Easter is the definitive Christian holiday; the belief in the resurrection of Jesus is what makes a Christian a Christian, after all. I came from a family that started out as what I'd call "Mildly Catholic," and when my sisters and I were young, we never — and I do mean never — went to church, unless our maternal grandfather took us. As we got older, the "Mildly Catholic" atmosphere transformed into a "Feel Good Catholic" environment, which meant that we joined some of the fun groups, and sang in the choir, and participated in different activities that involved a lot of running around, socializing, and food. My mother became friendly with the clergy, and they often showed up at our home. As time wore on, though, the moment there were personality differences, or other discord, we bailed. If it didn't feel good any longer, we didn't do it.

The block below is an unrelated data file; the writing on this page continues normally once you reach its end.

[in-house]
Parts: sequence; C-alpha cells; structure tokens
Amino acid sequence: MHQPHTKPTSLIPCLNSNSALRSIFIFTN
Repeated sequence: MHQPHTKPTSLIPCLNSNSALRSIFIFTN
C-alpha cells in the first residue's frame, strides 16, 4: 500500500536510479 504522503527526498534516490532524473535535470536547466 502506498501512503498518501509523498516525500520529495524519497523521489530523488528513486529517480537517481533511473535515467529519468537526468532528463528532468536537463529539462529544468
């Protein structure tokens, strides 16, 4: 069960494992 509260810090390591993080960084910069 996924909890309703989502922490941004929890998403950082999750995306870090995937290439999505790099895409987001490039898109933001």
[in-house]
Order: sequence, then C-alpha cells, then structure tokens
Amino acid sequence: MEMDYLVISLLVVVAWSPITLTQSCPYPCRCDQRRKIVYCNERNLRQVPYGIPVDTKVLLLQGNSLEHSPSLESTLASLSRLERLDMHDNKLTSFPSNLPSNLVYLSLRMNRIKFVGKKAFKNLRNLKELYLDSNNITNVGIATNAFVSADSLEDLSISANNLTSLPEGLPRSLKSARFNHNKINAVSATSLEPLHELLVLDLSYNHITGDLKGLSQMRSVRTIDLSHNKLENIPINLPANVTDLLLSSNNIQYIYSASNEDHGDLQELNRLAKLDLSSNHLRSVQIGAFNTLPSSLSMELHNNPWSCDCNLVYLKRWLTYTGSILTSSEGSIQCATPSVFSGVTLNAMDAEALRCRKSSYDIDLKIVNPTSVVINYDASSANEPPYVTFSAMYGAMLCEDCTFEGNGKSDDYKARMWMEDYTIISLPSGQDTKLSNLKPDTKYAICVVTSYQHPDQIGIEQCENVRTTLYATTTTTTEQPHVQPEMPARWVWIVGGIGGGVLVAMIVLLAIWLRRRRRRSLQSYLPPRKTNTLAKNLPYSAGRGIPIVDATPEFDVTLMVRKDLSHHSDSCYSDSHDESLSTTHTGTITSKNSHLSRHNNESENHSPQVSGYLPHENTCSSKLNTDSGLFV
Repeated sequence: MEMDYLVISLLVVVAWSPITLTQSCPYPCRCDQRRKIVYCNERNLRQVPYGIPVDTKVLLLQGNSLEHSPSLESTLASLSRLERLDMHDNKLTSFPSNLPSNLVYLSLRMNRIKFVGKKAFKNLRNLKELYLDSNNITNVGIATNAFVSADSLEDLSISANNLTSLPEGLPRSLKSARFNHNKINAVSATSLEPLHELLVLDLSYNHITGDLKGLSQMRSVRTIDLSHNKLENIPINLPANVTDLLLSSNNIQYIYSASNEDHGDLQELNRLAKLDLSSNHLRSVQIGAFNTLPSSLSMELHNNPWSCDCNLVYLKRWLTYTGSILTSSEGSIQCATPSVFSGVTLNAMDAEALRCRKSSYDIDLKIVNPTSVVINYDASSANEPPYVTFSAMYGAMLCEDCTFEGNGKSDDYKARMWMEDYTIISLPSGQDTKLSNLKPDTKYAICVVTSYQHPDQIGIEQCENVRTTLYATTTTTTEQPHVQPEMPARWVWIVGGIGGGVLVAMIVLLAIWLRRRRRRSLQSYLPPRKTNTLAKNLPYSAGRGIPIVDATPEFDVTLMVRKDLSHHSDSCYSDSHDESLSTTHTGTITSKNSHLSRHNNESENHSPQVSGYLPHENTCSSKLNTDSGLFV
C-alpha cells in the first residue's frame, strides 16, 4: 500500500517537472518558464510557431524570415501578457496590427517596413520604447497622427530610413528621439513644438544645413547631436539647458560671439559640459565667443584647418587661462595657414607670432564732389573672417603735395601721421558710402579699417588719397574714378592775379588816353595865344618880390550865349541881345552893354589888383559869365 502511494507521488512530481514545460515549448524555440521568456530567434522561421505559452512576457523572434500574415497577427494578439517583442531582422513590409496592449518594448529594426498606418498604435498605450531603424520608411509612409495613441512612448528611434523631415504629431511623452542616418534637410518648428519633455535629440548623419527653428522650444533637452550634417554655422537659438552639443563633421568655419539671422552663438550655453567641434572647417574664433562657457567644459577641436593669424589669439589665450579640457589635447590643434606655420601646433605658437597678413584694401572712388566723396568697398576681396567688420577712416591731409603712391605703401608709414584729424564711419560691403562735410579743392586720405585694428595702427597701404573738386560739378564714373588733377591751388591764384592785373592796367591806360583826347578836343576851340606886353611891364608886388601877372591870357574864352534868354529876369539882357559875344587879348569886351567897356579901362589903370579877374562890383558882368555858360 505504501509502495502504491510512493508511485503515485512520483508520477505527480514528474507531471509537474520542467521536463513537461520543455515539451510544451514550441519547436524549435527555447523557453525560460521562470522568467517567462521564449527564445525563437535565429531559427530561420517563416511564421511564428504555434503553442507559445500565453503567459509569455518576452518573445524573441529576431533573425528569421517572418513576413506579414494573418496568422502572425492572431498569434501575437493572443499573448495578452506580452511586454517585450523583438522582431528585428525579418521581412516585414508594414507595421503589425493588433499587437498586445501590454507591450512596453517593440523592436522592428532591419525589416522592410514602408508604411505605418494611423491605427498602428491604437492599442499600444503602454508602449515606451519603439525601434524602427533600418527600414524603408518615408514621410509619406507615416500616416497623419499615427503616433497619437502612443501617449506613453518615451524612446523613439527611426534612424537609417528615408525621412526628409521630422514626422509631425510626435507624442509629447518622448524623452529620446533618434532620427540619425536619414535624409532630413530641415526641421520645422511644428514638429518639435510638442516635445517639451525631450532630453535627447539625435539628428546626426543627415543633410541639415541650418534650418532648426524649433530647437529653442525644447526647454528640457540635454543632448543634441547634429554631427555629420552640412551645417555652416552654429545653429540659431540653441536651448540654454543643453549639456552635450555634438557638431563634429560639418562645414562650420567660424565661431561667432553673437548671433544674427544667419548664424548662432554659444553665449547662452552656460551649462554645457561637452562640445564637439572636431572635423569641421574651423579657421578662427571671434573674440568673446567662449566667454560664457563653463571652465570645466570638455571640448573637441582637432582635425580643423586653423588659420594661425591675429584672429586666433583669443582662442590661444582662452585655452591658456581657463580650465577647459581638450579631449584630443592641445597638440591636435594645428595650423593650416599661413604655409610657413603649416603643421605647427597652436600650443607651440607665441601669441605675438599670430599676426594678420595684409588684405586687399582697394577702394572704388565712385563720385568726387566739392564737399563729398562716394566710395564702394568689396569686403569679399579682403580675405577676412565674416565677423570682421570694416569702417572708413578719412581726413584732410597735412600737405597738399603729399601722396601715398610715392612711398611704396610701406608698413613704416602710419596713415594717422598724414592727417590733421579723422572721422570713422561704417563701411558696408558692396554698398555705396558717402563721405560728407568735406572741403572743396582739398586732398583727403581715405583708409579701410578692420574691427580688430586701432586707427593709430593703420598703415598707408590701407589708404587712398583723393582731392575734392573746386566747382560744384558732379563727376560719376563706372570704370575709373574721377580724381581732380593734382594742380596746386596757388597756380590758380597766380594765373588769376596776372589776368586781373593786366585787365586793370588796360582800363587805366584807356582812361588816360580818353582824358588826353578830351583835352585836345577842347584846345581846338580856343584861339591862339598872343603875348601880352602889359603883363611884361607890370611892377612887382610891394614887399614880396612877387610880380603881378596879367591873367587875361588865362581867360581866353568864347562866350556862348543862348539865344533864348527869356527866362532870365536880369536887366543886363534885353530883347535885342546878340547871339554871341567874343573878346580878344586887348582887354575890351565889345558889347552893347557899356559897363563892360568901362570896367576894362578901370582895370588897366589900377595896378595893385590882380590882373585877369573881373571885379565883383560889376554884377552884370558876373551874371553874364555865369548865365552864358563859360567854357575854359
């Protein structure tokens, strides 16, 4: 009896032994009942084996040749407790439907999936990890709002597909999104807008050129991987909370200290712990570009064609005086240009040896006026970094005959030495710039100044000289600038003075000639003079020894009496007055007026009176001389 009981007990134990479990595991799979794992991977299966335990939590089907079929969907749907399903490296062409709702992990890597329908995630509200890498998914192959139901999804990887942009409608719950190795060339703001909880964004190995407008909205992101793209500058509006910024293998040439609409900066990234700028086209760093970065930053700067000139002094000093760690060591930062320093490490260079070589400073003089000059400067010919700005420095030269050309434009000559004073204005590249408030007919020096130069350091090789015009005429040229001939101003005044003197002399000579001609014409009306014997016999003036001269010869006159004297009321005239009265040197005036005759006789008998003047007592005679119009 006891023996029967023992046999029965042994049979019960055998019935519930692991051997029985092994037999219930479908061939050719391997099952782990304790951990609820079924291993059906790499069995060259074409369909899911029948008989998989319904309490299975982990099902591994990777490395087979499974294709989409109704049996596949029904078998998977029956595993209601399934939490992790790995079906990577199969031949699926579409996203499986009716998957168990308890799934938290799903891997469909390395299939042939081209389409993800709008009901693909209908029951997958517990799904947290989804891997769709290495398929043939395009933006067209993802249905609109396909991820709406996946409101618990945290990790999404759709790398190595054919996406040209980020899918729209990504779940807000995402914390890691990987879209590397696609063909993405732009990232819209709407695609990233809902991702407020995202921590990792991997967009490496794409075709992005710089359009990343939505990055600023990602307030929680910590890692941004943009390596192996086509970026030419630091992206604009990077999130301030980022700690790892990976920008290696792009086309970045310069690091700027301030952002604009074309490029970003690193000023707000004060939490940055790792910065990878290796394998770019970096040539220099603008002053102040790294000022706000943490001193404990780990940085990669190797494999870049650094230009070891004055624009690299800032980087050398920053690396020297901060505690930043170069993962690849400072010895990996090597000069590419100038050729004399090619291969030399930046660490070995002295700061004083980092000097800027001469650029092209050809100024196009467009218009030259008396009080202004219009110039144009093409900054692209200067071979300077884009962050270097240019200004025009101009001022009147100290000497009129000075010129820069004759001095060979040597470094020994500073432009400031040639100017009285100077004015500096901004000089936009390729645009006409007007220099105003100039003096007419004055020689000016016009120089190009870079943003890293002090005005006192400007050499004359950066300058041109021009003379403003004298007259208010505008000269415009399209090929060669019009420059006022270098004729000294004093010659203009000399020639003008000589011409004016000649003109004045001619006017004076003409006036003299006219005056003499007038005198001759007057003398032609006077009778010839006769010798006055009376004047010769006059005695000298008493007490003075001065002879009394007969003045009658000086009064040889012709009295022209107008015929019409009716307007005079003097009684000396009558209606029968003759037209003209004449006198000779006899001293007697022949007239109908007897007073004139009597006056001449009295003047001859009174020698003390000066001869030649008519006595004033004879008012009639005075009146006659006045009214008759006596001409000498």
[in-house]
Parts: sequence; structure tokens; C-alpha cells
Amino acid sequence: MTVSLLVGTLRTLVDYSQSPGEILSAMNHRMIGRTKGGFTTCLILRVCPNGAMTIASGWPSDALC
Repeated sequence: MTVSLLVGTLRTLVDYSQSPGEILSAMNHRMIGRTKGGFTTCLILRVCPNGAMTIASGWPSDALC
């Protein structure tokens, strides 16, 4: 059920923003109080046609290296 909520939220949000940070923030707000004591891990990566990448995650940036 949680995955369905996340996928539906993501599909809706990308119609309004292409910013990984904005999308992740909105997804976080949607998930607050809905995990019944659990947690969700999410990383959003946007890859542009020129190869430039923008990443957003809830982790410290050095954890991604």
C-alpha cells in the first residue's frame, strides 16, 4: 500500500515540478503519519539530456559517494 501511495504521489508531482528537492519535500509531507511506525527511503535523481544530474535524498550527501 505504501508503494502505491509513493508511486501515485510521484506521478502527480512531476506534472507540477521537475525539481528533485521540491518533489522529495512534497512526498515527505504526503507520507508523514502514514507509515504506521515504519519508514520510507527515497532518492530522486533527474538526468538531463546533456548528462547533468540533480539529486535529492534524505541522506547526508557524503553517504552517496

Sure, this is all wrong, from a spiritual point of view, and in a really basic sense. The "if it doesn't feel good, don't do it" philosophy doesn't instill proper values in children, but my sisters and I were, like most other people, living in some serious dysfunction, and it's the way it was. It wasn't the religious stuff, though, that caused me to dislike Easter. I mean, when there's a Mildly and/or Feel Good Catholic at the helm of the ship, you can hardly expect the focus to be very holy during this time of the year. It was the secular stuff that caused the bile to bubble, and the disquiet to prevail. I mention all of this because I do not mean to offend the devout, and particularly my sister, Jenny, who hosted a fairly calm, lovely Easter dinner yesterday, filled with good food and conversation. It was my first official Easter dinner in at least a decade, and I wouldn't mind — depending on the circumstances — an invitation next year.
People with a long shared history tend to reminisce about the old days, and this was the case for my sisters and me yesterday: we talked about Easter in our childhood home, and even after Glen and I headed back here to Trenton, I kept thinking about it, and my overall sourness for the holiday. Blogging can be therapy, and therefore, I write.